On the financial side, reactor compensation levels remain a contentious issue, particularly for sucklers cows where the loss of production value is not taken into consideration.  ICSA has been arguing that calves under four months should be considered a unit with their mother if the mother has tested positive for TB. This calf should be removed from the farm with their mother as a disease prevention measure and a valuation on the unit as a whole should be made.”

Again, as a disease prevention measure, ICSA is calling for the urgent establishment of a closed calf to beef units to accommodate calves from reactor herds. “We need to see this established to reduce the potential for these calves to further spread the disease as they are dispersed around the country.”

 Neither do the overall costings of the programme adequately reflect the true cost of the programme to farmers. “These issues have yet to be resolved. The danger is that the Forum will be shut down once the Department have got what they want out of the process while these and other issues are put on the long finger.”



27 FEBRUARY 2019

Speaking from London, ICSA president Patrick Kent has said there is almost universal agreement amongst farm organisations that a no-deal Brexit would be a disaster for farming. Mr Kent made his comments following a meeting today of officials from a broad spectrum of farm organisations which operate under the umbrella Fairness for Farmers in Europe.

Commenting Mr Kent said, “It is clear from our talks this afternoon with our colleagues from the Republic of Ireland, Northern Ireland and Great Britain that a no-deal Brexit is the worst possible outcome for farmers on these isles. While the Irish Government has put certain measures in place in an attempt to offset the fallout from Britain crashing out of the EU, it will never be enough. Likewise, for our counterparts in the North and Great Britain the consequences would be dire.”

Delegates at the meeting were unified in urging the UK Secretary of State for Environment, Food and Rural Affairs Michael Gove to recognise the importance of avoiding a no-deal Brexit scenario.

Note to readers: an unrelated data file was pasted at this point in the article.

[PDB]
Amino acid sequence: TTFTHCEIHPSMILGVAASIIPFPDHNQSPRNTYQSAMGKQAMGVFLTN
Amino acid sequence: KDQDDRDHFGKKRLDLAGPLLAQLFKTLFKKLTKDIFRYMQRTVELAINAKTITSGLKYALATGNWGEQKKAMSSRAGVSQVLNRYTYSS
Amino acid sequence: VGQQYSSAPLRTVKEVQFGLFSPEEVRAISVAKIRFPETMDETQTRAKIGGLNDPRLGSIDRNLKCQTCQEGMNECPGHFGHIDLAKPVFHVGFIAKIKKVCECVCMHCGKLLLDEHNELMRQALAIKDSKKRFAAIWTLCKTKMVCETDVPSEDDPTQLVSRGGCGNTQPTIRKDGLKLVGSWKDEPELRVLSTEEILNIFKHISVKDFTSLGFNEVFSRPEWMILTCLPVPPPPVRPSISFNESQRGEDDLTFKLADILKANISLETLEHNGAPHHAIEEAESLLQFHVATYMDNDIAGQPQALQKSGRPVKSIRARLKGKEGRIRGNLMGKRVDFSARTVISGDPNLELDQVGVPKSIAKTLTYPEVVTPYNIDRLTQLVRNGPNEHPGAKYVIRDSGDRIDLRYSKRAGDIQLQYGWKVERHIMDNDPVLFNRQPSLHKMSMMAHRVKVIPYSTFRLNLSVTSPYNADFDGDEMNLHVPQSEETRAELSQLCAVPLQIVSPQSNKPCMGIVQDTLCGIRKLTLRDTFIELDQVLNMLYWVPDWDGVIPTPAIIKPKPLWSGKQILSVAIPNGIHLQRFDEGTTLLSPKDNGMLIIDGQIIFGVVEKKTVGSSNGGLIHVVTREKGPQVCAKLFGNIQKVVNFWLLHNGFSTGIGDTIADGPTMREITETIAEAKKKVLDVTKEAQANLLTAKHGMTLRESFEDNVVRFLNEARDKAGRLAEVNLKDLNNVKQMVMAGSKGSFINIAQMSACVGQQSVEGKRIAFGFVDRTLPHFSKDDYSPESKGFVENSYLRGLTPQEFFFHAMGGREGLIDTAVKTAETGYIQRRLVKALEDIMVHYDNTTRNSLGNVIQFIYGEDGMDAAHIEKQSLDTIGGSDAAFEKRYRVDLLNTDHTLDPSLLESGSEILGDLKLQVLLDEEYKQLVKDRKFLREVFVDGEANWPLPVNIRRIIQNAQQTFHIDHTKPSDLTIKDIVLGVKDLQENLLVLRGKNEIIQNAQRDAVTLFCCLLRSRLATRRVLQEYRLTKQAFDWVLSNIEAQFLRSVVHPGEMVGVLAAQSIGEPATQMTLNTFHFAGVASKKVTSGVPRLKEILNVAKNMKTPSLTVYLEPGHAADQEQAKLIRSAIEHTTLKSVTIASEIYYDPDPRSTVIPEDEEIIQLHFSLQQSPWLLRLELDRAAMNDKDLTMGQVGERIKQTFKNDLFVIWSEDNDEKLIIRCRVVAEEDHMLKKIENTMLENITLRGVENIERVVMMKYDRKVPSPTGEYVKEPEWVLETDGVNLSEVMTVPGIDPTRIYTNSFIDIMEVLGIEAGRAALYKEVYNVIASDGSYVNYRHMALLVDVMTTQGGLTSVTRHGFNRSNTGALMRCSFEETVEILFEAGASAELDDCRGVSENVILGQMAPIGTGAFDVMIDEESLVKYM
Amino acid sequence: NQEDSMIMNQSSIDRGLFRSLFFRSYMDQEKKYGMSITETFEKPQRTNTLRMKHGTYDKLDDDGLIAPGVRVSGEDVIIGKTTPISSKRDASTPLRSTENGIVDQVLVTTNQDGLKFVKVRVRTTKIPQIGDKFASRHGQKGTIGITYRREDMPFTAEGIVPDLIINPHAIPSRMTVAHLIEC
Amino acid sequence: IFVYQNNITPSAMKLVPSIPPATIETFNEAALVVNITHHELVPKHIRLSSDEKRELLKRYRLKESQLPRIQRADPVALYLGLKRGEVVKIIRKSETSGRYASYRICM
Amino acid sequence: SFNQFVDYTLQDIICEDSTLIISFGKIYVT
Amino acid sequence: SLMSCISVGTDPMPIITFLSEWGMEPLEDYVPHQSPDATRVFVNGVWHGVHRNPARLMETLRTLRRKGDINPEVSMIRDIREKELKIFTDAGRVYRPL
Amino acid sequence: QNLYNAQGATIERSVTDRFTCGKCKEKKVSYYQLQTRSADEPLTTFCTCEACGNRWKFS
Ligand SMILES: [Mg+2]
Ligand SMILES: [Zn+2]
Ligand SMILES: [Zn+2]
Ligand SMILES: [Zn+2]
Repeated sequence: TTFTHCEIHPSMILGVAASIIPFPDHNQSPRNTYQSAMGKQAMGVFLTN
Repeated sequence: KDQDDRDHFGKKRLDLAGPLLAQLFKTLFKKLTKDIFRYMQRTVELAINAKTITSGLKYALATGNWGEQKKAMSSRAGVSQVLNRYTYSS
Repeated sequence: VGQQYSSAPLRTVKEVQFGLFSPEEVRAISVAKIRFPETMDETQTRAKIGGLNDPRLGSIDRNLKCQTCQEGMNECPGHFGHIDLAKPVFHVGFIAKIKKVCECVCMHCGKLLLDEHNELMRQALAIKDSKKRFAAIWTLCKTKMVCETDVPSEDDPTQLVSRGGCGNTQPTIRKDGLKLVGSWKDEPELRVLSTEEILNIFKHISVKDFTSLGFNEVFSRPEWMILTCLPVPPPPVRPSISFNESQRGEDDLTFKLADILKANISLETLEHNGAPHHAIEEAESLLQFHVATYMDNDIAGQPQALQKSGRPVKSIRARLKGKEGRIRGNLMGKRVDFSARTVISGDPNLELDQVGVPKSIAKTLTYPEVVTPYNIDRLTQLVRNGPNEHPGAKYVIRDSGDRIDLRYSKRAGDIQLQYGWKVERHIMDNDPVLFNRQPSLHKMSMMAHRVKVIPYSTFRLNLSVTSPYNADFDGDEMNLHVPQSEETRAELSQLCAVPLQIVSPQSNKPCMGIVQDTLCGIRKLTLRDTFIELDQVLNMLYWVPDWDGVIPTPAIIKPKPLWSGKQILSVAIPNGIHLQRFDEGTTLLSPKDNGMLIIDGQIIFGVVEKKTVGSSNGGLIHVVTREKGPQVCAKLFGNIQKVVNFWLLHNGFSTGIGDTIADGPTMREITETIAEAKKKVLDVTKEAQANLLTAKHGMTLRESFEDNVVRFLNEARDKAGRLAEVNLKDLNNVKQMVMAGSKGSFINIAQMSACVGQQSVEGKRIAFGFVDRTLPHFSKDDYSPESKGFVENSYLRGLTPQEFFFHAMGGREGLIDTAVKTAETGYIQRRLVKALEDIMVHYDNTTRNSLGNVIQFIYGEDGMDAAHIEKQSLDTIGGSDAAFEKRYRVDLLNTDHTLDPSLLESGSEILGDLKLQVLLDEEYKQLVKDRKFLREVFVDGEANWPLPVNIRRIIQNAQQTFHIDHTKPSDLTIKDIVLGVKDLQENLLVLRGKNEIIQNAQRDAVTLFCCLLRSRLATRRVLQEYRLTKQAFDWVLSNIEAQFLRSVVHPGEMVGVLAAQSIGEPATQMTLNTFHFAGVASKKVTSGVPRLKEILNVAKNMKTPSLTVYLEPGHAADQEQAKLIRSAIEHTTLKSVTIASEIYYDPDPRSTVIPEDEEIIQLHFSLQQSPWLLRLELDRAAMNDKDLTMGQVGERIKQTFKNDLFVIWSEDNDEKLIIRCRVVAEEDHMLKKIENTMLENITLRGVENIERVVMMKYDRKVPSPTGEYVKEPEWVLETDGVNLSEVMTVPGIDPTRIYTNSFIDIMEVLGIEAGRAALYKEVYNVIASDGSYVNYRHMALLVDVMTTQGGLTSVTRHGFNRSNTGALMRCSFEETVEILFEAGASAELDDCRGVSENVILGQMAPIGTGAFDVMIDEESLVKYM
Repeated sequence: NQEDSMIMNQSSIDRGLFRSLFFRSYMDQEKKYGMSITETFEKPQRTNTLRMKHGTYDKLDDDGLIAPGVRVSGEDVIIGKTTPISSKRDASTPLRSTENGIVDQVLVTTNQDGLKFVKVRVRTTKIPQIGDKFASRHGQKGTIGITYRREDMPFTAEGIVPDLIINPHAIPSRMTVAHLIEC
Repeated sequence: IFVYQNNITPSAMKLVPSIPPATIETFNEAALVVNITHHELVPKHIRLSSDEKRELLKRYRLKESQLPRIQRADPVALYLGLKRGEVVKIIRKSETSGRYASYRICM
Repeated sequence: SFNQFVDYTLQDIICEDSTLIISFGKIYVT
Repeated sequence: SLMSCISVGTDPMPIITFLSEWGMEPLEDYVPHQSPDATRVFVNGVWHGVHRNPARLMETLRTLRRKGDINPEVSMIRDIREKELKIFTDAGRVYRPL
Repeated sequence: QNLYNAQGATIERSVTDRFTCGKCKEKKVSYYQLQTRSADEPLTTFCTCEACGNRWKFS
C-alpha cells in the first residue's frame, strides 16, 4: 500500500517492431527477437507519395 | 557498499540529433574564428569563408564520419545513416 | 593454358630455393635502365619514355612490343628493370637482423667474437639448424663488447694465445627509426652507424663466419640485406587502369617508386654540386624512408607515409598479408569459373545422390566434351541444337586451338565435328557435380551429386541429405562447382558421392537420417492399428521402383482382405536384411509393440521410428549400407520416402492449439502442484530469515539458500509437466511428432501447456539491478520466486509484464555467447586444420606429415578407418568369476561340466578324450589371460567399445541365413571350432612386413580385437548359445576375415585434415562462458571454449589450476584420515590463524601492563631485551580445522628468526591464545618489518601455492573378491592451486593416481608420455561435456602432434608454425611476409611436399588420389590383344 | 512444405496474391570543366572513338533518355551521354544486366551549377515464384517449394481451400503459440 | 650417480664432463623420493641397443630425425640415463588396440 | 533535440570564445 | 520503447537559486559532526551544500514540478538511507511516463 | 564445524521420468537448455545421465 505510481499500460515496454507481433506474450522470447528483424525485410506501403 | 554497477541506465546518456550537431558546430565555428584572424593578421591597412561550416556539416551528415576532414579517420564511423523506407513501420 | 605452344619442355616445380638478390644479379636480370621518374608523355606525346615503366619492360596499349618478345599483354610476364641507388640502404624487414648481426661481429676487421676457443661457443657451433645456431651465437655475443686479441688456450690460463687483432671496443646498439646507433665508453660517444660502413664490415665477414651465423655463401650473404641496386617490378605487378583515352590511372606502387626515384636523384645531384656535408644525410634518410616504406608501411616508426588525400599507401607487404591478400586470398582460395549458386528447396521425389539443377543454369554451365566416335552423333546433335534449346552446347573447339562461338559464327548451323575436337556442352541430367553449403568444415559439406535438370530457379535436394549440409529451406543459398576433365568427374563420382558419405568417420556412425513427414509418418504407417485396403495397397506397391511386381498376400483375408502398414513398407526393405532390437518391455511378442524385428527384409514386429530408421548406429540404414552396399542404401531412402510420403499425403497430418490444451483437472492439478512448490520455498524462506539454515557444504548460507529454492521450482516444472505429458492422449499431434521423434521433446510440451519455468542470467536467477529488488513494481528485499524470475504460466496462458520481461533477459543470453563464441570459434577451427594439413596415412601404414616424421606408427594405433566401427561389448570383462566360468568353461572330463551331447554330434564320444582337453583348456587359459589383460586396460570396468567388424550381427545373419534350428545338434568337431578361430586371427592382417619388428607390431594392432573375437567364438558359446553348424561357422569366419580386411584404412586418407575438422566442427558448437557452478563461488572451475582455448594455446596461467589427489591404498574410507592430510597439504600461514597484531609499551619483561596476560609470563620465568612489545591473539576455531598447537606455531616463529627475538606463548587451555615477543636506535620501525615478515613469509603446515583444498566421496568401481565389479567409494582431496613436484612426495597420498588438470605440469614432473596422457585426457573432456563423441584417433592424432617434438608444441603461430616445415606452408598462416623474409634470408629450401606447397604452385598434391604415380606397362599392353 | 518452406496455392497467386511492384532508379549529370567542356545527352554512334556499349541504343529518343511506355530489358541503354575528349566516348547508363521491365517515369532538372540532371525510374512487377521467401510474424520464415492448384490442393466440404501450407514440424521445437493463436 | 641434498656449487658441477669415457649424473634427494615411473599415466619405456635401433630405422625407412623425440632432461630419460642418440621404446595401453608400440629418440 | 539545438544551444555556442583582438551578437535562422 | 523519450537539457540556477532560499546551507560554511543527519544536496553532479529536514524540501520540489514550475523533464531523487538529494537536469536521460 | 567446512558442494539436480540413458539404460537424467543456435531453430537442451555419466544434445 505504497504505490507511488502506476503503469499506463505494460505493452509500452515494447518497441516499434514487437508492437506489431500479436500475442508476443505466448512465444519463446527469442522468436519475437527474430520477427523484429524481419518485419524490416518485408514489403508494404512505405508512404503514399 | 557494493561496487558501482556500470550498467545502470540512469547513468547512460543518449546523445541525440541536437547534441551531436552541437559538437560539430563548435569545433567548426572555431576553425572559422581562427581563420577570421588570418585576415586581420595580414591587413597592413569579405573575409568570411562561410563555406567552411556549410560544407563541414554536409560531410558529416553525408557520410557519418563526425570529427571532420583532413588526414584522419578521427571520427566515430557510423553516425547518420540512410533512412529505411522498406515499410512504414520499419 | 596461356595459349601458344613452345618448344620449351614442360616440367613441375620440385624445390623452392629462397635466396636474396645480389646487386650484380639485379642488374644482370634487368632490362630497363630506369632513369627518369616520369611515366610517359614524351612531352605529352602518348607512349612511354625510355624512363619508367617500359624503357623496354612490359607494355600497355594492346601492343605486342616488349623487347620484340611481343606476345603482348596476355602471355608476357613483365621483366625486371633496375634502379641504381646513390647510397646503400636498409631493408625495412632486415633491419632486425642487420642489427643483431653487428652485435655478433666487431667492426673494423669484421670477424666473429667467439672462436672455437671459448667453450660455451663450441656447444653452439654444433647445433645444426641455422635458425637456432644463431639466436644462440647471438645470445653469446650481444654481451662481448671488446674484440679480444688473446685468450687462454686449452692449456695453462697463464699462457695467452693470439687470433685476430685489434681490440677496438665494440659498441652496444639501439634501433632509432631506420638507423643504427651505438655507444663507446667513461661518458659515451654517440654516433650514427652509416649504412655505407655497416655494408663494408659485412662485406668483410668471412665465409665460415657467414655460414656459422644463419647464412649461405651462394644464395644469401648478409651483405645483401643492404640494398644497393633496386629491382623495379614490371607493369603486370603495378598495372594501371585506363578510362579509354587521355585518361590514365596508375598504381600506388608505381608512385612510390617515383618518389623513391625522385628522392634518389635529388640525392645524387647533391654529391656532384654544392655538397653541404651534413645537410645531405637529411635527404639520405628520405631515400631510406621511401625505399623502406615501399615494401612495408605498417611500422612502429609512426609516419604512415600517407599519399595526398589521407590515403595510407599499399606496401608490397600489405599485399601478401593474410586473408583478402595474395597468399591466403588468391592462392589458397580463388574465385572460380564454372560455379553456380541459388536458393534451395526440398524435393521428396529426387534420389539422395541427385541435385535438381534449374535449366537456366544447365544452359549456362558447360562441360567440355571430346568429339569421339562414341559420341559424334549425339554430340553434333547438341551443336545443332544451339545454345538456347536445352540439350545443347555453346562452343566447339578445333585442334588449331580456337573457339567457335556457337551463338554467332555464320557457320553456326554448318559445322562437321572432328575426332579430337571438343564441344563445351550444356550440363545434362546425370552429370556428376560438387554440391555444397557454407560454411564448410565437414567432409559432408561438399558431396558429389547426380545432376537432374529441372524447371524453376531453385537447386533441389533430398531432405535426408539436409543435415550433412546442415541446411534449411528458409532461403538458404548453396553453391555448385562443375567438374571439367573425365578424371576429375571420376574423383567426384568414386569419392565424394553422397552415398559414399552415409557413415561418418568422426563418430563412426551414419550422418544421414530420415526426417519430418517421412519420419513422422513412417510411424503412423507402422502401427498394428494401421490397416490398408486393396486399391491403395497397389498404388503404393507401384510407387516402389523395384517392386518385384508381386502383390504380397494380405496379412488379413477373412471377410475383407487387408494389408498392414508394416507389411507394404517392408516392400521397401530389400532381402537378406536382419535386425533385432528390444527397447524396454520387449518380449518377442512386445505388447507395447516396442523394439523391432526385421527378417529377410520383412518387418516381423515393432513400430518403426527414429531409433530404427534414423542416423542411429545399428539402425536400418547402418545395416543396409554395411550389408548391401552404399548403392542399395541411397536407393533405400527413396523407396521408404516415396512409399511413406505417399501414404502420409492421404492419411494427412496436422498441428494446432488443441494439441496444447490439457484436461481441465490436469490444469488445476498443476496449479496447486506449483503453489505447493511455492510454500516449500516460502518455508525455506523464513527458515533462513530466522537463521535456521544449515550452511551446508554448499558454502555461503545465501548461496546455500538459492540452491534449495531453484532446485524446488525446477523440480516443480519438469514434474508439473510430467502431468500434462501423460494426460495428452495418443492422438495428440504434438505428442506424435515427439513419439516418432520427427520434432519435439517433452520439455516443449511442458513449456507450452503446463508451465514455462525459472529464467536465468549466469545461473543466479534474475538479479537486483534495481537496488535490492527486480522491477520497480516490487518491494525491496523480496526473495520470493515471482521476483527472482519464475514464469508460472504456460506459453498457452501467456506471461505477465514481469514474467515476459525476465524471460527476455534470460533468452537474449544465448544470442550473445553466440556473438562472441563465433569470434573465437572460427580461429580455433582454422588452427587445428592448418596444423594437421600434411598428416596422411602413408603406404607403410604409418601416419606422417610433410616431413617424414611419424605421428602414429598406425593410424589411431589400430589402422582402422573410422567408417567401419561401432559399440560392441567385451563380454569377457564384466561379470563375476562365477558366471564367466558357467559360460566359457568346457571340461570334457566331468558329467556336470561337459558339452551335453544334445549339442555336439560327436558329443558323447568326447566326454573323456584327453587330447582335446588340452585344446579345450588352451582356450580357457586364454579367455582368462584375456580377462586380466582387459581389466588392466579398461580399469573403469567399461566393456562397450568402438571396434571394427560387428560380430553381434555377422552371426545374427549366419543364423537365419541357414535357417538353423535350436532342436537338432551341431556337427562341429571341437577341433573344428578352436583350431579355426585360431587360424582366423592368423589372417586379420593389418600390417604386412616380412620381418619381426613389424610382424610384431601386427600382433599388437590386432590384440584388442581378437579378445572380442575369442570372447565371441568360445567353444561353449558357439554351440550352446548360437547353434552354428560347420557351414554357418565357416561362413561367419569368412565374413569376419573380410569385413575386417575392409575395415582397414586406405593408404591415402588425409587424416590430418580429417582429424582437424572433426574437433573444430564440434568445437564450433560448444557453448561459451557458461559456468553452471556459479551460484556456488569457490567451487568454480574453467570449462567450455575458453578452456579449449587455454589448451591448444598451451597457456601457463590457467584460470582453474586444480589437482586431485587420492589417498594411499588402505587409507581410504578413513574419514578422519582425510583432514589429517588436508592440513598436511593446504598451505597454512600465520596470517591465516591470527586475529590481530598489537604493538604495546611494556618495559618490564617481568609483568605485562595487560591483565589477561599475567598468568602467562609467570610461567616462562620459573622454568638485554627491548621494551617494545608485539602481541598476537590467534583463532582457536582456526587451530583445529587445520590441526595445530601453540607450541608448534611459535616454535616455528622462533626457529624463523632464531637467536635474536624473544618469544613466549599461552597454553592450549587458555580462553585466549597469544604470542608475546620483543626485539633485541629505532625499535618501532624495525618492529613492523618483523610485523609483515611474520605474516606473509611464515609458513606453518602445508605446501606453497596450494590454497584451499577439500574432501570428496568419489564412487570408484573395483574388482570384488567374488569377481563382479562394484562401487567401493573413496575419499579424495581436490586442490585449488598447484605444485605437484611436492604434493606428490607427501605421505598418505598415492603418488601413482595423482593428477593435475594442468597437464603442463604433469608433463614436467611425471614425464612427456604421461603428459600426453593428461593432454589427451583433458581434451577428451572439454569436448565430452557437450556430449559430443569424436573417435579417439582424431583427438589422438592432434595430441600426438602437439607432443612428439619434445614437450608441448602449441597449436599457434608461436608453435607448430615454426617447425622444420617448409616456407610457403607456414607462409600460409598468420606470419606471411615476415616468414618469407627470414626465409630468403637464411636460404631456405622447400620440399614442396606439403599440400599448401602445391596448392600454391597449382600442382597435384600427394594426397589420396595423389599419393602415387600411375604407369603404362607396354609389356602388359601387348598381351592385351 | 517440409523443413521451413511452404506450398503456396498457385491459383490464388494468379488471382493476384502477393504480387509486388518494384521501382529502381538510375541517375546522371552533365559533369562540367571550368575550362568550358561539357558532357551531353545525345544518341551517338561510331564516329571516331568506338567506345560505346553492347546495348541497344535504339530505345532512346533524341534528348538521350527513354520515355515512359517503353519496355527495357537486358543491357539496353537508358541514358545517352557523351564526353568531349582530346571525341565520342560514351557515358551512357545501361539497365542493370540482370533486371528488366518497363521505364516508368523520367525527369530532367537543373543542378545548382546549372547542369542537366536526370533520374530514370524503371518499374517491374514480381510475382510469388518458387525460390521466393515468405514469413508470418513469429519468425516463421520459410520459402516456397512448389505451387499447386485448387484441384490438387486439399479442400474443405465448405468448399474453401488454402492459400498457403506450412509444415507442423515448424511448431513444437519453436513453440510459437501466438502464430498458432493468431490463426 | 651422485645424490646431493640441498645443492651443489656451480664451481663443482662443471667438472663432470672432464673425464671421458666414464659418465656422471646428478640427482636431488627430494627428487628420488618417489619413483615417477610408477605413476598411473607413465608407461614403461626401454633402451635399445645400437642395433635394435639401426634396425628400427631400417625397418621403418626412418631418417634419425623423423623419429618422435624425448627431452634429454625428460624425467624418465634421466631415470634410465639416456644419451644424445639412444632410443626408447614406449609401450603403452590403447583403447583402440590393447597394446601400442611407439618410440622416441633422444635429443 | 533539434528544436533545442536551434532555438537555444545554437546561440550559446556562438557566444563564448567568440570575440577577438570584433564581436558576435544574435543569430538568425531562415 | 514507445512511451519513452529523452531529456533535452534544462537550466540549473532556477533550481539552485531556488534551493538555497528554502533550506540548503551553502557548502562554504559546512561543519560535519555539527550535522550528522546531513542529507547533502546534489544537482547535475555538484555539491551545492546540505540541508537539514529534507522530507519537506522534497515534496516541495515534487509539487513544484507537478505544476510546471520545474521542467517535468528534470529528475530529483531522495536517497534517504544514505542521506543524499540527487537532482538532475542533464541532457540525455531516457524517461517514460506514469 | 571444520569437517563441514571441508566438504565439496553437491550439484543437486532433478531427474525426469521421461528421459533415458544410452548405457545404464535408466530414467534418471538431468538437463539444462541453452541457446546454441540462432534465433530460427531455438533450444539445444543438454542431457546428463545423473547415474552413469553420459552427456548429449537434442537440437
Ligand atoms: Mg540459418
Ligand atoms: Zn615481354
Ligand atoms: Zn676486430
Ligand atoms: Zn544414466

22 FEBRUARY 2019

ICSA president Patrick Kent has said that he is shocked that ABP UK has got into the business of manufacturing meat free burgers. He described their GBP£250,000 marketing spend on a meat-free, plant based food range, as outrageous. “This is insult to beef farmers everywhere but particularly Irish beef farmers given the dire position the sector is in at present. ABP UK have prospered greatly off the backs of hard pressed beef farmers and to throw this in their faces at a time like this is an utter disgrace.”

Mr Kent suggested ABP UK should be more concerned with their core business and that the money would be better spent on paying a better price to beef farmers and promoting greater beef consumption. “At a time when beef farmers can’t even cover their costs, the gall of advocating plant based quarter pounders rather than treating beef farmers fairly is contemptuous in the extreme.”

Link below to GlobalMeatNews article ‘ABP UK enters plant-based market with Equals range.’




22 FEBRUARY 2019

ICSA president Patrick Kent has said that the announcement on increased state aid limits does not reflect the absolute devastation that would result from a hard Brexit on the beef sector. “Increasing the three year state aid limit from €15,000 to €25,000 would barely cover the losses already incurred by a sector where beef price is down up to €200 per head on certain categories of cattle such as bull beef.”

“However, if there is a no-deal Brexit and the UK applies full WTO tariffs to beef imports, then the state aid announcement will not even remotely cover beef losses. In that case the Irish Government will have to demand a comprehensive EU package to add to extra state aid.”

“ICSA met senior EU officials in Brussels earlier this week and we made the case very strongly that Brexit is Europe’s problem. Talking about solidarity between the EU-27 is fine but meaningless unless it is backed up by extra funds. Irish beef farmers did not cause Brexit and they cannot be expected to carry the can. While Ireland is committed to the EU, such commitment must be reciprocated to protect Irish farmers.”



22 FEBRUARY 2019

ICSA sheep chairman Sean McNamara has called the revelation that factories and marts will not be obliged to install systems for reading EID tags as ludicrous. “The onus is now on the Department of Agriculture to make the installation of the necessary systems compulsory as a matter of urgency. Sheep farmers cannot be expected to fork out for electronic tags if they’re not going to be read,” he said.